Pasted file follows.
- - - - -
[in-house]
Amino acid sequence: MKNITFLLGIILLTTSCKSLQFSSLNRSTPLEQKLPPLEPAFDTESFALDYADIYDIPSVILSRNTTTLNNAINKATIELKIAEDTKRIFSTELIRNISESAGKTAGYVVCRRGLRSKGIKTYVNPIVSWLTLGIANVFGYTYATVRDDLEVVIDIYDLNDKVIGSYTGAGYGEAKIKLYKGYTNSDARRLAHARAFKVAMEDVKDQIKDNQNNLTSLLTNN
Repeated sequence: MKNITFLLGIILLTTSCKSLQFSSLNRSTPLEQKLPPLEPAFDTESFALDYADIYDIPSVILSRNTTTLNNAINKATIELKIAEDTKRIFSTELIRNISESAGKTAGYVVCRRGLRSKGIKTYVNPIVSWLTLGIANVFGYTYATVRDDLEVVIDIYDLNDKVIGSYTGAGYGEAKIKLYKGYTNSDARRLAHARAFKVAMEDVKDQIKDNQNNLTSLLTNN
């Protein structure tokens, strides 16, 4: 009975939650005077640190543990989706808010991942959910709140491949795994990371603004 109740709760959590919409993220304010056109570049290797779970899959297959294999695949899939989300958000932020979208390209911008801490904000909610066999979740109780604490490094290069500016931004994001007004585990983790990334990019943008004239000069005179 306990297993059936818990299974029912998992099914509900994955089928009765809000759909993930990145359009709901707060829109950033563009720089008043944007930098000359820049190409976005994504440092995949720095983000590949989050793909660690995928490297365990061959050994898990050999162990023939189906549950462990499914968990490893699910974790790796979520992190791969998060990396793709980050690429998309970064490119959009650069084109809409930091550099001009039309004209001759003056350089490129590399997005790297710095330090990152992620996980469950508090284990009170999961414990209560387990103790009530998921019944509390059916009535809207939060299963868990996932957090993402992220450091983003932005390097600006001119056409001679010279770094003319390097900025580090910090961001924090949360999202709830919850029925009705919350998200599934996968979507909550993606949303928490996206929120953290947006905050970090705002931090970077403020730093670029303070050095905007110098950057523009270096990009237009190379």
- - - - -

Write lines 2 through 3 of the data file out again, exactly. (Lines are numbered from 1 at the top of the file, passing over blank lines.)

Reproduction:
Amino acid sequence: MKNITFLLGIILLTTSCKSLQFSSLNRSTPLEQKLPPLEPAFDTESFALDYADIYDIPSVILSRNTTTLNNAINKATIELKIAEDTKRIFSTELIRNISESAGKTAGYVVCRRGLRSKGIKTYVNPIVSWLTLGIANVFGYTYATVRDDLEVVIDIYDLNDKVIGSYTGAGYGEAKIKLYKGYTNSDARRLAHARAFKVAMEDVKDQIKDNQNNLTSLLTNN
Repeated sequence: MKNITFLLGIILLTTSCKSLQFSSLNRSTPLEQKLPPLEPAFDTESFALDYADIYDIPSVILSRNTTTLNNAINKATIELKIAEDTKRIFSTELIRNISESAGKTAGYVVCRRGLRSKGIKTYVNPIVSWLTLGIANVFGYTYATVRDDLEVVIDIYDLNDKVIGSYTGAGYGEAKIKLYKGYTNSDARRLAHARAFKVAMEDVKDQIKDNQNNLTSLLTNN